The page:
5 Podcasts All Writers Should Know About

Podcasts carry value for writers that goes well beyond entertainment.

They highlight poetry readings. Author interviews. Vivid narratives.

Not just a writer’s goldmine, podcasts are also a platform for showcasing a writer’s work. Most narrative podcasts accept story pitches, and as you publish, podcasters may be interested in interviewing you for a show.

The five podcasts below are hand-picked recommendations from Kyle Dargan, creative writing MFA program director, and offer a solid start for writers’ listening.

 

  1. Library of Congress Poet and the Poem

Produced by the Poetry and Literature Center at the Library of Congress, this DC-based podcast has featured accomplished AU alumni, including Abdul Ali and Sandra Beasley.

Award-winning poet and playwright Grace Cavalieri hosts the (approximately) monthly podcast. Recent episodes interviewed poet Kwame Alexandre, DC resident and author of 10 books, and Carlos Parada Ayala, recipient of the DC Commission on the Arts and Humanities Larry Neal Poetry Award.

 

  1. Make/Work Podcast

This monthly podcast explores the ever-present question for writers and artists: how can we balance the relationship between time spent writing and time spent working? Hosted by Scott Pinkmountain and produced by The Rumpus, Make/Work features discussions with both emerging and established artists working in multiple creative mediums—focusing on how they sustain their creative practice.

The most recent episode features Abeer Hoque, a Nigerian-born writer with Bangaldeshi roots who now lives in New York. After recently publishing her new book in India, Abeer discusses the long road to publishing, the publishing landscape in India, and more. Make/Work also sometimes produces more focused sub-series, such as one that zeroes in on the unique challenges and rewards encountered in romantic partnerships between artists.

 

  1. Poetry Off the Shelf

This weekly podcast from the Poetry Foundation “explores the diverse world of contemporary poetry,” and puts poetry and culture in conversation. Right now, they have a mini series running, in which poets take over mic to discuss hot topics. Recently, Franny Choi and Saeed Jones discussed “Social Media, Race, and Disney Princesses,” and Erika L. Sánchez and Jacob Saenz had an episode on sex in music and poetry. Past episodes include an introduction to Poet Laureate Juan Felipe Herrera, and a recommended selection of poems to read at gay and lesbian weddings.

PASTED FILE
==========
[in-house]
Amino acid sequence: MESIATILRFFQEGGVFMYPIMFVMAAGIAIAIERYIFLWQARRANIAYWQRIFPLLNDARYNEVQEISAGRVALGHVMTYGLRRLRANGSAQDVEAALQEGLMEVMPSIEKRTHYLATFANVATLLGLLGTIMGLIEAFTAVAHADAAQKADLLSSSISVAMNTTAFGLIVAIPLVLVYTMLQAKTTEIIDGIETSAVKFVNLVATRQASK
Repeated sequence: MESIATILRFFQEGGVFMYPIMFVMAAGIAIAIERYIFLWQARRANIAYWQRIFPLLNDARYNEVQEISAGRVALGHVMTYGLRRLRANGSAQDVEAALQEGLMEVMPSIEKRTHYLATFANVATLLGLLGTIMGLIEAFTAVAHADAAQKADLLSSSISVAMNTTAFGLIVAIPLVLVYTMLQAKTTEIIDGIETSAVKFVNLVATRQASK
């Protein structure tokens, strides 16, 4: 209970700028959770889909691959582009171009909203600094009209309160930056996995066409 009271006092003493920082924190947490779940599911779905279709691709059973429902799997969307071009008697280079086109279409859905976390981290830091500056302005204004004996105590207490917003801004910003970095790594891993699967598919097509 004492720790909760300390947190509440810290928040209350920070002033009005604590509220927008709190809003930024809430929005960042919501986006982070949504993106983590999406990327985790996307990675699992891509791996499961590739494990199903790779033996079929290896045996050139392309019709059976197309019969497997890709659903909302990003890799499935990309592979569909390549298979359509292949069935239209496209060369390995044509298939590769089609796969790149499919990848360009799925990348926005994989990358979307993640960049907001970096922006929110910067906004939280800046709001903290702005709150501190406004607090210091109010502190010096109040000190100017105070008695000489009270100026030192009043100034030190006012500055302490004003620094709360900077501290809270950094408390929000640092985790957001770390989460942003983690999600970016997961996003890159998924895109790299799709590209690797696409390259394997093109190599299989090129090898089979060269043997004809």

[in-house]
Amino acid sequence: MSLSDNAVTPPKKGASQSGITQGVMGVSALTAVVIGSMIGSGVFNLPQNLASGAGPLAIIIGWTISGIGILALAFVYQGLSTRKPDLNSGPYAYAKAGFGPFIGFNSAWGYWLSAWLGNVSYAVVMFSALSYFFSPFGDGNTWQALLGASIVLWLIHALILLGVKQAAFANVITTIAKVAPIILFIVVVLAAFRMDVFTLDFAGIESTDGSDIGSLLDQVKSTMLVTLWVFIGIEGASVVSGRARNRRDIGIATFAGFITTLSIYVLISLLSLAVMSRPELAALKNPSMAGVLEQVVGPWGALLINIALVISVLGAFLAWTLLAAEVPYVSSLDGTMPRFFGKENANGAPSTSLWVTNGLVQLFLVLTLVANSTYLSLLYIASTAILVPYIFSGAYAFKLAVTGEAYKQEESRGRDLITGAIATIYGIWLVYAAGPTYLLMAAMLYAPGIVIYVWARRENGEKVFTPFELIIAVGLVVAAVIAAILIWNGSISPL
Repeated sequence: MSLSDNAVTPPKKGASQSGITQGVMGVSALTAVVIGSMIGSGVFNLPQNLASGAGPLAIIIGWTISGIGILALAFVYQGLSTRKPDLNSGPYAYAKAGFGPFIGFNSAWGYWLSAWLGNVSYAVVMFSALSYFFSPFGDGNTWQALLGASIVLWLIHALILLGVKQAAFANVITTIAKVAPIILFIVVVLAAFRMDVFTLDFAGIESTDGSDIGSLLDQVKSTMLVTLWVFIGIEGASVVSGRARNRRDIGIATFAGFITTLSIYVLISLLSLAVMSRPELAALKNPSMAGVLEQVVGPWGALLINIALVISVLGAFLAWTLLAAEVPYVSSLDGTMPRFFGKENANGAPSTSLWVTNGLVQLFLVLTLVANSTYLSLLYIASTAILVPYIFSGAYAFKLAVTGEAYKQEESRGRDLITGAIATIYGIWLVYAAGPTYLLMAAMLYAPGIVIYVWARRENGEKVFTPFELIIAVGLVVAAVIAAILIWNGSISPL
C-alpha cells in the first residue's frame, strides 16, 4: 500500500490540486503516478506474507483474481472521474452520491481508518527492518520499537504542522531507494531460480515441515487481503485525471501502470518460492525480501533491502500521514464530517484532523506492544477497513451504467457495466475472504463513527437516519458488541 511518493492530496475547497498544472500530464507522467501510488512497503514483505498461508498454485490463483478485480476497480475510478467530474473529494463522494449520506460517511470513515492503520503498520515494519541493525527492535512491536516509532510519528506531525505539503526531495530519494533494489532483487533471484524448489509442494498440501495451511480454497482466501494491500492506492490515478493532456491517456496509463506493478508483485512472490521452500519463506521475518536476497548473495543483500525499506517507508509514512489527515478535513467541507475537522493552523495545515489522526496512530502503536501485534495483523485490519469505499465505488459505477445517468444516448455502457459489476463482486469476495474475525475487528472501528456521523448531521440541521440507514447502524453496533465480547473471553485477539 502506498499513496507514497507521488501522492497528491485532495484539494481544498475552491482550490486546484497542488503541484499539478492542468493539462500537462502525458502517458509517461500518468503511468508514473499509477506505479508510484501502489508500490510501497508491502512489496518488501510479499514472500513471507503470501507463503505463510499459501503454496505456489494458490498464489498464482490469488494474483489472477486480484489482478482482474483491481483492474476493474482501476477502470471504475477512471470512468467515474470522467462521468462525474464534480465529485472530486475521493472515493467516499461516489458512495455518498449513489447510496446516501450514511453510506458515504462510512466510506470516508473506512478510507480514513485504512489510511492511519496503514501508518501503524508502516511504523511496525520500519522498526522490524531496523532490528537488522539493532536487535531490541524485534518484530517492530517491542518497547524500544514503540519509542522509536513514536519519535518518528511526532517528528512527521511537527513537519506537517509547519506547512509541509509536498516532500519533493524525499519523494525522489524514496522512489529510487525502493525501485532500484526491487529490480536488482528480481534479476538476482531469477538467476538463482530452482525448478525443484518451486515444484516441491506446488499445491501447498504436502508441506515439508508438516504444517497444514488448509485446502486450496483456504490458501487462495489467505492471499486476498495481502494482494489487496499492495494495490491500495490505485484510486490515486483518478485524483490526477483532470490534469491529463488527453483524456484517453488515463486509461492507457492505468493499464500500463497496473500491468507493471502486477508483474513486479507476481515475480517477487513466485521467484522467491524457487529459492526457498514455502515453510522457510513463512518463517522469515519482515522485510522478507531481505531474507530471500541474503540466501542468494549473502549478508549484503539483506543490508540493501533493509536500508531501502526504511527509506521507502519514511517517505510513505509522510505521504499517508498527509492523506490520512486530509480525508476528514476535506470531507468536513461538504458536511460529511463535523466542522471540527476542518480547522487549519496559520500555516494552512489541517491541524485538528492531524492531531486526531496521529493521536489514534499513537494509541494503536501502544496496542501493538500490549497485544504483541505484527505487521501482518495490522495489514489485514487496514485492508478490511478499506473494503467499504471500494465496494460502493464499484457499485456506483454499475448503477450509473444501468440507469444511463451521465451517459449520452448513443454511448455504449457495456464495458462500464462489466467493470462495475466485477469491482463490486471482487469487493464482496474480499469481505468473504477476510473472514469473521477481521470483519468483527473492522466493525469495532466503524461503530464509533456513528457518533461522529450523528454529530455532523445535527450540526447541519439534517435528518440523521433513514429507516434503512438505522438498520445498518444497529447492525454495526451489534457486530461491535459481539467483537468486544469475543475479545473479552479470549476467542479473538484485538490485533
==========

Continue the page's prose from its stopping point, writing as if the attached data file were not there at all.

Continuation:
Not just for poets, this podcasts keeps writers immersed in the conversations happening around the writing world.

 

  1. RISK!

Produced by Maximum Fun, each episode of RISK! is a place “where people tell true stories they never thought they’d dare to share in public.” The host, Kevin Allison, performed with the TV sketch comedy troupe The State. RISK! featured Janeane Garofalo, Lisa Lampanelli, Kevin Nealon, Margaret Cho, Marc Maron, Sarah Silverman, and many others telling candid, raw stories in entertaining ways.

 

  1. Snap Judgment

Hosted by Glynn Washington, this weekly podcast boasts a “stories with a beat.” Glynn told the Guardian, “We want to get into these societal fault lines of race, class, gender, culture. We want to do deep dives to help people really understand another person’s experience. The only way to report that is through storytelling—what happened to one person.”

Recent episodes of Snap Judgment include stories of elementary school crossing guards, the haunting aftermath of a car accident involving a clown car, and a record collector’s best find in decades. This is the perfect podcast for your walking commutes—putting a beat in your step and passing the time with vibrant stories.

 

Our MFA program is home to a community of interesting people, listening to interesting podcasts (among many other activities). Interested in joining us? Learn more about the creative writing MFA program at AU. We also offer a graduate certificate in audio production for writers who want to produce their own podcasts and other audio recordings.

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